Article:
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-, plants and trees of, i. 57.

famous for medicinal plants and
drugs, i. 50; ii. 351.

history of, i. 307–309.

Menes, the first king of, i. 307.
dynasties of the kings of, i. 307.
once divided into several inde-
pendent kingdoms, i. 307.

Ames (or Amosis) became sole
king of, i. 111, 307.

Shepherds invaded, and were
driven out of, i. 307, 308.
-, lost all its conquests in Asia, i.
309.

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conquered by Cambyses, i. 309.
recovered by native kings, i. 309.
Alexander conquers, i. 309.
rule of the Ptolemies in, i. 309.
rule of the Romans in, i. 310.
of limited extent, i. 304.

-, number of square miles in, i. 304.
towns and villages of ancient,
i. 304.

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population of, i. 305.

- had Ethiopians, Libyans, and
others under its sway, i. 305.

produce of, greater in old times,
but capable of producing more now,
i. 305.

no great encroachments of sand
in, i. 306.

some towns of, placed on the
edge of the desert, i. 306, 307.

glass. See Glass. See Etruscans
has more cultivable land now
than formerly, i. 306.

emblems, and crowns, of Upper
and Lower, i. 257, 269; ii. 323, 325.
productiveness of, ii. 2, 3.
called "the world," ii. 227.
nomes or provinces, and limits
of, ii. 229.

divisions of, at different times,
ii. 229, 230, 231.

foreigners confined to certain
parts of, ii. 231.

became commercial after the fall
of Tyre and building of Alexandria,
ii. 133.

-, long the dominant nation, and
set the fashion in art, &c., ii. 263.

111.

foreign woods imported into, ii.

produced little wood for orna-
mental purposes, ii. 109.

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Greek information respecting,
imperfect, ii. 231, 389.

under the Romans, ii, 233.
"Egyptian," artificial flowers called,
i. 57.

Egyptian. See Embroidery. See
Chemistry.

yarn, ii. 84.

architecture, ii. 280-304.
architecture, all painted, ii. 290.
See Architecture.

- painters and scribes, ii. 275, 276,
277.

ink stands and sketches, ii. 276.
art, ii. 262.

paintings on panel, ii. 277.
laws, sanctity of old, ii. 227.
lawgivers, ii. 226.

temples, subjects of the sculpture
in, ii. 295, 296.

colours, ii. 292, 293.

scribes with a pen behind the
ear, ii. 275.

figures drawn in squares, ii. 266,
267.

figures often spirited, but want-
ing in life and reality, ii. 268.
statues, ii. 272.

sculptures in low relief and in-
taglio, ii. 272.

sculptures of a new style of Re-
meses III., ii. 273.

sculpture, revival of, ii. 274.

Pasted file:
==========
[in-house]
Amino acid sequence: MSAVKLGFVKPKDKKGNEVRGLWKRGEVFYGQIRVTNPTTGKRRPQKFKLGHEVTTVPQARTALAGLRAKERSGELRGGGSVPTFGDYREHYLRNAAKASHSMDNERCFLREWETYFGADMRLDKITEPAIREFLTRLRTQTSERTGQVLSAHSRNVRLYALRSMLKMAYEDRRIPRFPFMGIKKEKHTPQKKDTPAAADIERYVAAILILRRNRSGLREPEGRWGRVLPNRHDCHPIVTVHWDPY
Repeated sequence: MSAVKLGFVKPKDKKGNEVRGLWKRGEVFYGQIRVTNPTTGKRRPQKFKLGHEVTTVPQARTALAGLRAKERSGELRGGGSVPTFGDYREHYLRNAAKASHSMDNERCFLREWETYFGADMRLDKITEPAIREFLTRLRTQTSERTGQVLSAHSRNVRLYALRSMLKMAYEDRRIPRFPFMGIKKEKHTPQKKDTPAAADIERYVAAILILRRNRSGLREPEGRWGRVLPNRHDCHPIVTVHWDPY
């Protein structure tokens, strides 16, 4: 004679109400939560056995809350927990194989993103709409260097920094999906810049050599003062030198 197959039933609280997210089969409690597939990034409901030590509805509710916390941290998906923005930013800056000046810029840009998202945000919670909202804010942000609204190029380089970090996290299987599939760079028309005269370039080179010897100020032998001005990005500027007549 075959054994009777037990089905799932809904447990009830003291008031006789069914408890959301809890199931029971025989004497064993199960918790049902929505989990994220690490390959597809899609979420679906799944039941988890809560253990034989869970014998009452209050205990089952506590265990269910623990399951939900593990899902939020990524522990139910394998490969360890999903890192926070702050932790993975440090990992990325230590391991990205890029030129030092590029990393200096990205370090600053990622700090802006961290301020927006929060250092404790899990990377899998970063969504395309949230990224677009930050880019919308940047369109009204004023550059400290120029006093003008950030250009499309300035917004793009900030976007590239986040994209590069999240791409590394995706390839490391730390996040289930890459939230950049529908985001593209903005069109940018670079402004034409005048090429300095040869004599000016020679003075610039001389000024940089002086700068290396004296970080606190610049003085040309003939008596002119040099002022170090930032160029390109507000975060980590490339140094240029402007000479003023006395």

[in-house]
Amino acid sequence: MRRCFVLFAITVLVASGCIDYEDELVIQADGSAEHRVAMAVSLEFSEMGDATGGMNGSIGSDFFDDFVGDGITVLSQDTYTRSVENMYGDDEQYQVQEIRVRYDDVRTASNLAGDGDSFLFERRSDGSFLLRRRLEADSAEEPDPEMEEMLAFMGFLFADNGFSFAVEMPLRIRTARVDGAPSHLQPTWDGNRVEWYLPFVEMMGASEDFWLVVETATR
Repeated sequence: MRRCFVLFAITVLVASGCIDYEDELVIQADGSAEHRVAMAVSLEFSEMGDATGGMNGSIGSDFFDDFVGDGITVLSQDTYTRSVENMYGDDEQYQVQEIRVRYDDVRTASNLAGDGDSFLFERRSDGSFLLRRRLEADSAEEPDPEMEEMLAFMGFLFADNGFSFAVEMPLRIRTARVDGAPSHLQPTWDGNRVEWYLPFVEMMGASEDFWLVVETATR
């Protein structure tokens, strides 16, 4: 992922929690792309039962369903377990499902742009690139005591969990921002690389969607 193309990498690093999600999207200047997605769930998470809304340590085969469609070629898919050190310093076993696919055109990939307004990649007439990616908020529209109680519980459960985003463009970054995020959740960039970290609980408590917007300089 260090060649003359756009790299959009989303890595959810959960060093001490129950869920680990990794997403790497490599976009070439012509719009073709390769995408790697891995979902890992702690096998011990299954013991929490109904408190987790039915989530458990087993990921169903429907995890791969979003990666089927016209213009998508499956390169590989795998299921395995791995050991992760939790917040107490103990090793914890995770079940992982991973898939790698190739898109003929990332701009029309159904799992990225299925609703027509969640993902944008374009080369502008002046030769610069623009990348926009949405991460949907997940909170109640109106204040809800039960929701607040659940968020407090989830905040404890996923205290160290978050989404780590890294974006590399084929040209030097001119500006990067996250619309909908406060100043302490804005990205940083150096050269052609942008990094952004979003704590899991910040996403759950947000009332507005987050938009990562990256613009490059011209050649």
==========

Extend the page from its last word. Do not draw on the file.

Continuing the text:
Egyptians, origin of the, i. 302, 303.
a Caucasian race, i. 302.
went to Egypt as conquerors, i.

2

303.

placed some towns on the edge of
the desert, i. 306, 307.

eerly government of the, hier-
archical, i. 307.

restless under all foreign rulers,
i. 310.

social habits of the, i. 3, 4, 5, 144.
not guilty of great cruelty. See
Cruelty. See Humanity.

2.

thought to be a gloomy people, i.

character of the, i. 2, 3, 210.

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pomp, i. 267.

sat on chairs, i. 58.

did not recline at meals, i. 58.
victories and power of.
Conquests.

See

had only one wife, i. 5; ii. 224.
kept to their old customs, 226.
"wisdom of the," i. 325; ii. 202.
gratitude of the, ii. 227.

had some elegant vases, but ge-
nerally deficient in taste, and very
inferior to the Greeks, ii. 109.

had the guilloche, chevron, and
other patterns at a very early time,
ii. 290.

coated walls with stucco, ii. 291.
used gilding, ii. 293.

avoided uniformity and studied
variety in their architecture, ii. 296,
297, 298.

had columns of different styles
in the same hall, ii. 296, 297.

skill of the, in drawing lines, ii.
274.

pencils and brushes of the, ii. 275.
did not bear innovation in sacred
subjects, ii. 264.

did not alter their style of draw-
ing, and were bound by fixed rules,
ii. 264, 266.

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brews, Babylonians, and Romans,
ii. 81.

Embroidery, with gold, ii. 81.
Emeralds, false, in glass, ii. 63, 64.
large statues of, ii. 63.
Enamelling on gold, ii. 70.

Encaustum, the colours burnt in, ii. 70.
Enemies of Egypt, Asiatic, i. 390, 391-
403.

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African, i. 402, 403, 404.

, wounded, i. 373.

heads of, represented on win-
dow-sills, i. 68; ii. 287.

Epact, the five days of the. See Days.
third day of the, Typho's birth-
day, i. 281.

Epaphus, clean oxen belonged to, i.
20. See Apis.

Ethiopia, Jupiter going into, i. 269.
gods taking refuge in, i. 269.

a princess of, coming to an
Egyptian king, i. 384, 385.
Ethiopian kings of Egypt, i. 308.
Ethiopians, tribute of the, i. 404.
Etruscans, Greeks, and Assyrians
had some bottles and vases from
Egypt, ii. 70, 71.

Evil, ii. 372.

Europe had an indigenous population,
i. 303.

Europeans differ from Asiatics, i. 303.
Excesses of men and women in drink-
ing, i. 52, 53.

in eating and drinking, i. 173.
Expenses of the Egyptians trifling, the
necessary, ii. 219. See Food.
Extremities of the world possess the
greatest treasures, ii. 240.
Ex-votos, ii. 354.

Eye of Osiris, i. 257.

signifying "Egypt," i. 244, 257.
on boats, ii. 127. See Boats.
Eyes painted, or blackened with Kohl,
ii. 343.

Falchion, Shopsh, or Khopsh, i. 361.
Fanbearer of the king a high office,
i. 283, 284.

-, investiture to the office of, i. 283.
Father, abstract idea of, i. 327, 332.
murder of a, ii. 209.